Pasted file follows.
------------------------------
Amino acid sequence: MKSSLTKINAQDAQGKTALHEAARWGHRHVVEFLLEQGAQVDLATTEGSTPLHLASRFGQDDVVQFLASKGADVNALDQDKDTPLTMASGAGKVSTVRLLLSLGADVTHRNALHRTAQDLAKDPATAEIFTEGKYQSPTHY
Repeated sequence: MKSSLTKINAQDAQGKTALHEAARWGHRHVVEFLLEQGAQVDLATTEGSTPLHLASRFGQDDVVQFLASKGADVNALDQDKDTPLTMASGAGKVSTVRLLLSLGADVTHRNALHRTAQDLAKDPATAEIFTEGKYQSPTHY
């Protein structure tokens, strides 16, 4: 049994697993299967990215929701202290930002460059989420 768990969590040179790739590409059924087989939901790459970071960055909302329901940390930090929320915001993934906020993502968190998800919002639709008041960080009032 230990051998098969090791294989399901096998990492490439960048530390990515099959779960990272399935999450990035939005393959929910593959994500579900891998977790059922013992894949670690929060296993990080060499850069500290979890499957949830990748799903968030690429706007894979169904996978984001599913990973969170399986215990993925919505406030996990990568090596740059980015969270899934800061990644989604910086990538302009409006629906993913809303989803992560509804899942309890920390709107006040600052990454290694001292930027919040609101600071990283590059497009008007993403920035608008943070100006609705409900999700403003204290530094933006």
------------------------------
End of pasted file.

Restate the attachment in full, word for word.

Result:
Amino acid sequence: MKSSLTKINAQDAQGKTALHEAARWGHRHVVEFLLEQGAQVDLATTEGSTPLHLASRFGQDDVVQFLASKGADVNALDQDKDTPLTMASGAGKVSTVRLLLSLGADVTHRNALHRTAQDLAKDPATAEIFTEGKYQSPTHY
Repeated sequence: MKSSLTKINAQDAQGKTALHEAARWGHRHVVEFLLEQGAQVDLATTEGSTPLHLASRFGQDDVVQFLASKGADVNALDQDKDTPLTMASGAGKVSTVRLLLSLGADVTHRNALHRTAQDLAKDPATAEIFTEGKYQSPTHY
């Protein structure tokens, strides 16, 4: 049994697993299967990215929701202290930002460059989420 768990969590040179790739590409059924087989939901790459970071960055909302329901940390930090929320915001993934906020993502968190998800919002639709008041960080009032 230990051998098969090791294989399901096998990492490439960048530390990515099959779960990272399935999450990035939005393959929910593959994500579900891998977790059922013992894949670690929060296993990080060499850069500290979890499957949830990748799903968030690429706007894979169904996978984001599913990973969170399986215990993925919505406030996990990568090596740059980015969270899934800061990644989604910086990538302009409006629906993913809303989803992560509804899942309890920390709107006040600052990454290694001292930027919040609101600071990283590059497009008007993403920035608008943070100006609705409900999700403003204290530094933006």